This summer will see the release of a new edition of Games Workshop’s fantasy battle miniature rules: Warhammer. For those keeping count, this will be the 8th edition. For my personal count it is my third edition in ten years.
I started wargaming with boardgames and Dungeons & Dragons back in the 1970s. In 1982 or 83 I played my first miniature wargame using historical miniatures. It was a hypothetical 1815 battle using 25mm figures and George Nafziger’s rule set, Pas de Charge. I have been hooked on miniatures ever since. But this article is not about Napoleonics or even historical miniatures in general. Rather I want to talk about my dabbling in Warhammer, also known as Warhammer Fantasy Battles or WHFB to discern it from its Warhammer 40,000 or 40K science fiction cousin.
Despite my D&D gaming, I was not involved with GW games in general or Warhammer in particular. I was aware of the Citadel Miniatures line but not about Warhammer. Around 1999 as I was preparing to move from San Antonio, Texas to Delaware, I discovered a new game store in the neighborhood I was about to leave. I stopped by to see if they had anything interesting and was surprised to find a shop complete with a couple gaming tables, some terrain for the tables, and lots of GW product.
And that’s where I did NOT get involved with Warhammer. Quite honestly, the figures and terrain put me off. This was during the editions of Warhammer (up through and including 5th edition) that involved garish, almost cartoon-like paint jobs on greatly exaggerated figures with impossibly large weapons. I would like to think I wasn’t snobbish about it; if someone wanted to play with that stuff, it was their choice. I just wasn’t interested myself. To give you an idea of what did interest me I will point out that I was collecting 15mm armies for De Bellis Antiquitatis (DBA) for the 2nd Punic War, 15mm armies for our club’s Seven Years War rules and 15mm Napoleonic armies for several different sets. I was just beginning to get into 28mm figures for the Seven Years War but had not yet done so for Napoleonics.
As I said, I was just about to move to the East Coast. Once there, I was sent to Montgomery, Alabama for a training course. Before going, I used the Internet to find a DBA player and arranged to meet him at a Montgomery game store. We got together, played several games, and browsed the store. One thing I always try to do while traveling is to find the Friendly Local Game Store and buy something. If I find a “something” which is substantial and connected to one of my current projects that’s a bonus. But if I can’t find anything for my personal mainstream, I will pick up something that looks interesting. This way I both broaden my gaming horizons while giving the shop some business.
This particular trip, I really could not find anything of real interest to me. However, the player I had met (sorry, but I have forgotten his name) pointed out to me a brand new GW game which supposedly was very much like DBA: Warmaster. I think the store had sold out of the Warmaster rules, but they did have a copy of the GW magazine White Dwarf which covered the release of the new game. So I bought US White Dwarf #243 for April, 2000 and took it back to my hotel room. Oh the little $4.99 plus tax pebble which would start an avalanche of thousands of dollars!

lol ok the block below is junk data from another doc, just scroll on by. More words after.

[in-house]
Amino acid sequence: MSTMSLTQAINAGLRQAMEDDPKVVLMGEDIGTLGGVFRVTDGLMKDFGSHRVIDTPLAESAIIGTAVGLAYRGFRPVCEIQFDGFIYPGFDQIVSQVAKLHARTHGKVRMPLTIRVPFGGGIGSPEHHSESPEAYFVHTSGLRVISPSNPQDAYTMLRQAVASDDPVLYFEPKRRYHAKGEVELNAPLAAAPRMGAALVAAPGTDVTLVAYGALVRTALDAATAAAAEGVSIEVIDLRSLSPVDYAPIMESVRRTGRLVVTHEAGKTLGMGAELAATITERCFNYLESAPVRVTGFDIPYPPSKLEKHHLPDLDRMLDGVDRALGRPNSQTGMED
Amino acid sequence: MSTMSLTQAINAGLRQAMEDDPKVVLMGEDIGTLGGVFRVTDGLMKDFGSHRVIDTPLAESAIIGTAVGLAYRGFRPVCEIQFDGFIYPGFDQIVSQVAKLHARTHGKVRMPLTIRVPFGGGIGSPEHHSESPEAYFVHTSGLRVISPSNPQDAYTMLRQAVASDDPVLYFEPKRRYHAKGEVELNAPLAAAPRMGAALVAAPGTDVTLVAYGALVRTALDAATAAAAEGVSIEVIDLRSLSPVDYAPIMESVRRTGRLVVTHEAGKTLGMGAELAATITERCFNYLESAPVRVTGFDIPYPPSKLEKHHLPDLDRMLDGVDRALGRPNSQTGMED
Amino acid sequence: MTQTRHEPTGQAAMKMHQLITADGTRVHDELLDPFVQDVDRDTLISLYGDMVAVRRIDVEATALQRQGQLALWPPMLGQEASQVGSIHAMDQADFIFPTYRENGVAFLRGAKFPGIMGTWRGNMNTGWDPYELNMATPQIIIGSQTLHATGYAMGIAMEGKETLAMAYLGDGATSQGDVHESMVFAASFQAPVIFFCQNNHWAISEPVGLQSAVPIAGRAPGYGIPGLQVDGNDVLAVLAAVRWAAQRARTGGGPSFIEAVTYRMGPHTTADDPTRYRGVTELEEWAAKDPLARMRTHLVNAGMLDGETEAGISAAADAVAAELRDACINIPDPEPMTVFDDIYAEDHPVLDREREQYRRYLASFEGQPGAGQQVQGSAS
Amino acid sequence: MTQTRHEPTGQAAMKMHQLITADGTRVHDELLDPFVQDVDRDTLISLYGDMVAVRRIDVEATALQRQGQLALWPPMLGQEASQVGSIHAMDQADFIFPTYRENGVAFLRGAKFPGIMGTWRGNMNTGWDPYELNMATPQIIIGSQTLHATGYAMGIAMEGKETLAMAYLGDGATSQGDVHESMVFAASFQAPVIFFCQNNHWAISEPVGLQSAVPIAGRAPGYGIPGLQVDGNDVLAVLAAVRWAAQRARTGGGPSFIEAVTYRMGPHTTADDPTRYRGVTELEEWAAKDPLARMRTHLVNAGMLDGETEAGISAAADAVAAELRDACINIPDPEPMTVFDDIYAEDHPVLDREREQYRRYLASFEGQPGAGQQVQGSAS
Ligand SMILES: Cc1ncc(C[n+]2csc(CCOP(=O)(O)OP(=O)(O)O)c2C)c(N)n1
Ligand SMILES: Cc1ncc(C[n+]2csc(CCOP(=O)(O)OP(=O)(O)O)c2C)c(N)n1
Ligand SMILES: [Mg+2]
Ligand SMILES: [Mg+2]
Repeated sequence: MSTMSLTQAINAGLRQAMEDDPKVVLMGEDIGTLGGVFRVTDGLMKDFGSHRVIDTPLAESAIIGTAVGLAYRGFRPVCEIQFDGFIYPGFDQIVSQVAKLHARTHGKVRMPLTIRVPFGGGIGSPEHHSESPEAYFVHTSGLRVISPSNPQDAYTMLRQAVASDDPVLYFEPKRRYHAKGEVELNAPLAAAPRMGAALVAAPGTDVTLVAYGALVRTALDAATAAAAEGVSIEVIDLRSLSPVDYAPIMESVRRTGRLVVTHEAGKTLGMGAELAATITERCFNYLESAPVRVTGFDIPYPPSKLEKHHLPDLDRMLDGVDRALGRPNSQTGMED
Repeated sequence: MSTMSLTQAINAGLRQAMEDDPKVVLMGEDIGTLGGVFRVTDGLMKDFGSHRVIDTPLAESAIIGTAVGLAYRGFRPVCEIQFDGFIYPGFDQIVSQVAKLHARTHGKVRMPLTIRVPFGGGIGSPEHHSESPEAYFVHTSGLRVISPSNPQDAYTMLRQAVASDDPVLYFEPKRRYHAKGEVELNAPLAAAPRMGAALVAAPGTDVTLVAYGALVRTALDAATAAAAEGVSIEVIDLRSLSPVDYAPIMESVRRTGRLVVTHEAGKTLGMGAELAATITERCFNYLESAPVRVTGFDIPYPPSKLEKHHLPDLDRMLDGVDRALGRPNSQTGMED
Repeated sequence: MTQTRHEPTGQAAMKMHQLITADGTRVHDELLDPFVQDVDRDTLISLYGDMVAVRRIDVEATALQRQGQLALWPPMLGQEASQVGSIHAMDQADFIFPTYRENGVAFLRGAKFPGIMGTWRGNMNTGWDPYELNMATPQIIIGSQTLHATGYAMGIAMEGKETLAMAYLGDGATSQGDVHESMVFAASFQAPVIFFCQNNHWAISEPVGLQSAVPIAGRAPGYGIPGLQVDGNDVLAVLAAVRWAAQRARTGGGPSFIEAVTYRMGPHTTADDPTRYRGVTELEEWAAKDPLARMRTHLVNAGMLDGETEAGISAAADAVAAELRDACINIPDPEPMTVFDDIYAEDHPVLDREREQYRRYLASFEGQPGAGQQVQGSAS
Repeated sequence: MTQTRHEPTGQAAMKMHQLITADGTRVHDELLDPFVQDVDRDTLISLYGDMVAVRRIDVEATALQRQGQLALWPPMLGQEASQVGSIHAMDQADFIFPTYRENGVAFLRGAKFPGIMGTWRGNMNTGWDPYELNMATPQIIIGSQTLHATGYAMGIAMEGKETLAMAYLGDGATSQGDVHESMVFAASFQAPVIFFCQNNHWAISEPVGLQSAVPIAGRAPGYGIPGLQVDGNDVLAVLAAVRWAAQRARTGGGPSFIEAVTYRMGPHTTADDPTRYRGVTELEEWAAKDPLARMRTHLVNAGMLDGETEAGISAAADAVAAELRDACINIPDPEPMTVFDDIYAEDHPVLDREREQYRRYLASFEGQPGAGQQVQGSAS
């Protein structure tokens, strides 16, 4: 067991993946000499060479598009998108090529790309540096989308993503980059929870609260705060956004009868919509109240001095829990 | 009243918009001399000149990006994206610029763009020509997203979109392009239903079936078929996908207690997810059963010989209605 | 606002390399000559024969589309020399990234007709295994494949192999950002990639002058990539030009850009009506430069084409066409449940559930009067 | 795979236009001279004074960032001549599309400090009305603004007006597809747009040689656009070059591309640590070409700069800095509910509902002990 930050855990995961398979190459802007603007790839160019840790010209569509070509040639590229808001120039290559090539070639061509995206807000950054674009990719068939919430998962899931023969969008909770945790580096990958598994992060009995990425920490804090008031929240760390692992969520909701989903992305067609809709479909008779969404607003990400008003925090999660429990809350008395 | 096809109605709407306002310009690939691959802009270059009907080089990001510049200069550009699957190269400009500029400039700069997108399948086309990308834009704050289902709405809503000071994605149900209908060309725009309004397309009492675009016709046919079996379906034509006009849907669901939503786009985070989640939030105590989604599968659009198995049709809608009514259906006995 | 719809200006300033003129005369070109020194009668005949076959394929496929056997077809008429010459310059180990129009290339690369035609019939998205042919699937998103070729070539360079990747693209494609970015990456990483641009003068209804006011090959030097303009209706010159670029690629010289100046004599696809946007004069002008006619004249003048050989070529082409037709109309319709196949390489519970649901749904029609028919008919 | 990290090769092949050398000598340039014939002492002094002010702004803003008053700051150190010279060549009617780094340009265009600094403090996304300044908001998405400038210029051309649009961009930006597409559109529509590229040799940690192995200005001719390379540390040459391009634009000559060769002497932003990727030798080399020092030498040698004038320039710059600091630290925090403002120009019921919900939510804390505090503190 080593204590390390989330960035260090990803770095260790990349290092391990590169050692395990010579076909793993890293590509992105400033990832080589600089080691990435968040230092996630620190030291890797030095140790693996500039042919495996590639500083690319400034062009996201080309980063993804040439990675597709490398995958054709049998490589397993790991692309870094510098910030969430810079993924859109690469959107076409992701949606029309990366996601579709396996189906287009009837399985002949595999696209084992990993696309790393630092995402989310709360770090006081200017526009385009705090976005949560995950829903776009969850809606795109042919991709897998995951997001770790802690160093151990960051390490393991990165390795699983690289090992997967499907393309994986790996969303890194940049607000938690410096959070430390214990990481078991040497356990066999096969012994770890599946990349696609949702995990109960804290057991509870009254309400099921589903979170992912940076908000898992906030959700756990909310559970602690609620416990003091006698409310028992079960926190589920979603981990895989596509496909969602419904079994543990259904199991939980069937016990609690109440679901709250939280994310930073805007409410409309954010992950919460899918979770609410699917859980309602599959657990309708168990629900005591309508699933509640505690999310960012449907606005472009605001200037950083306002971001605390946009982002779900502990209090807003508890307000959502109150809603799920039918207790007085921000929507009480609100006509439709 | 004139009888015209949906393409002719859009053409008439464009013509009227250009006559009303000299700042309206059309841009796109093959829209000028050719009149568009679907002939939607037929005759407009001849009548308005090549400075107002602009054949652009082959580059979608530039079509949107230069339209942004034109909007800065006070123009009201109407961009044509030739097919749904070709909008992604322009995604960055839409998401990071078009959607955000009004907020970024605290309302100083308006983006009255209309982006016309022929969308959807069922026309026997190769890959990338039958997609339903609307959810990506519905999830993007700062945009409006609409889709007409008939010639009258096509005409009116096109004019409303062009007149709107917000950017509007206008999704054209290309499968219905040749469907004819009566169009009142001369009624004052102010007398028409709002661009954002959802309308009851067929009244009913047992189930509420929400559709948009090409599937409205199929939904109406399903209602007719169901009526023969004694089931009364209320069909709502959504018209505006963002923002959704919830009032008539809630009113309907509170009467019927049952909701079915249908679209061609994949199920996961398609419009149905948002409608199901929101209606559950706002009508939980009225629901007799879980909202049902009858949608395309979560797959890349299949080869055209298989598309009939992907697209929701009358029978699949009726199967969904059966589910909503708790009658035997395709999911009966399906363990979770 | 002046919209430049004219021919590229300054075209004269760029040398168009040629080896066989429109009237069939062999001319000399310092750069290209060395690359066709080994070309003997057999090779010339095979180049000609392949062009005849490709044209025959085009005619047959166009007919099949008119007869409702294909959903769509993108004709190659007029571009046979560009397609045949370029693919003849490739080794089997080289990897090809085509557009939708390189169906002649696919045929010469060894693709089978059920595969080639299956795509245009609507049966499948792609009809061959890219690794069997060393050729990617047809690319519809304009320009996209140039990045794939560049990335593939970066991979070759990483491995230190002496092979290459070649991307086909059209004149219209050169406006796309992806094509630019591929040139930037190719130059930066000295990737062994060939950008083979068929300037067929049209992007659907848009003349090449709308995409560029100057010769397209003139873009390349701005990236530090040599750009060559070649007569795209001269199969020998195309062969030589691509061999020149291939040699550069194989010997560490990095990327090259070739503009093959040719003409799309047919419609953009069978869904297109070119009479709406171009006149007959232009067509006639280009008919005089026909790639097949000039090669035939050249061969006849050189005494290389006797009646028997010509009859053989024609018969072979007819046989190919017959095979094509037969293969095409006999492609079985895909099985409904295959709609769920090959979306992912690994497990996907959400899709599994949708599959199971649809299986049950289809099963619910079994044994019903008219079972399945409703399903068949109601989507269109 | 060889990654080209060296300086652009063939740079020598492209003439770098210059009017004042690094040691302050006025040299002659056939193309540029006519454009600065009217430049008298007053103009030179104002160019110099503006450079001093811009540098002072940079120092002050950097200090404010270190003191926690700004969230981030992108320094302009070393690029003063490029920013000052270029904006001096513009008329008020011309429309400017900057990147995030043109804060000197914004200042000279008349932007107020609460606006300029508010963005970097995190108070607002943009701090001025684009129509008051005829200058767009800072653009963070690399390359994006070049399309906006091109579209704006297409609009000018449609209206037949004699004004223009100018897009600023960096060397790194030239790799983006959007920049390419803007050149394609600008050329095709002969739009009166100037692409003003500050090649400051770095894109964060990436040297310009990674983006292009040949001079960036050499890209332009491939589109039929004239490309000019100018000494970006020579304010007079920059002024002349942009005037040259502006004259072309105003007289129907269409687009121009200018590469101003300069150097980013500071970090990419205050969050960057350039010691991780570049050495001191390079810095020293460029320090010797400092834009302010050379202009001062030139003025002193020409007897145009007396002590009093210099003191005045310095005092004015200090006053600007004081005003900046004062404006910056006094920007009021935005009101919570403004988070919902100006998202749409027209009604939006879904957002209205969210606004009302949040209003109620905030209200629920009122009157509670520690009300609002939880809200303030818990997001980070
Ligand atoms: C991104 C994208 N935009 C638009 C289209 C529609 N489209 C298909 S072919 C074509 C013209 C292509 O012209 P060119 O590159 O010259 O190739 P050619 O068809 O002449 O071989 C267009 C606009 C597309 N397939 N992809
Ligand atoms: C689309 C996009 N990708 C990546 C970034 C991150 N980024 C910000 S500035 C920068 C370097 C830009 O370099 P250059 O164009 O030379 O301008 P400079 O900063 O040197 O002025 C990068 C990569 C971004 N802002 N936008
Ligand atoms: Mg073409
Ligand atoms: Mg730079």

That issue of White Dwarf really surprised me. Somewhere between what I had seen at the store in Texas and the publishing of Warmaster, GW had transitioned away from the cartoony and garish to the dark and grim. In addition to articles describing Warmaster, some of its armies, and a large battle report, issue #243 included an interesting piece of 40K fiction called “Siren Song,” a spread on “Vengeance of the Vampire,” a large and gruesome display table from UK Games Day, and other articles. I distinctly remember reading all of the Warmaster content first, but then getting sucked into the other game systems as well.
I purchased the Warmaster rules and an Empire army soon after returning home to Delaware. I never found any local players, however, and I eventually sold off the game before moving back to Texas. As a side note, once I did move back to Texas I found that the local group there was engaged in a Warmaster campaign and I bought back into the system, but with Undead and later Lizardmen. But although interesting and very much a result of that first White Dwarf, I’m diverging from Warhammer itself.
As most gamers do, once I bought Warmaster I wanted to get more information about its universe. The book itself did not have a lot of “fluff” as some call it. I kept an eye on the next few issues of White Dwarf, and was rewarded when the October, 2000 issue (#249 in the US) introduced a new edition of Warhammer—and included a 26-page “Rough Guide to the Warhammer World.” I bought the magazine for the background, but soon found myself drawn to the description of the new edition of Warhammer. This did not sound anything like the game I remembered back in San Antonio! This sounded grim, sinister, yet fun and still with a wry sense of humor. I mean, really: orcs with Cockney accents?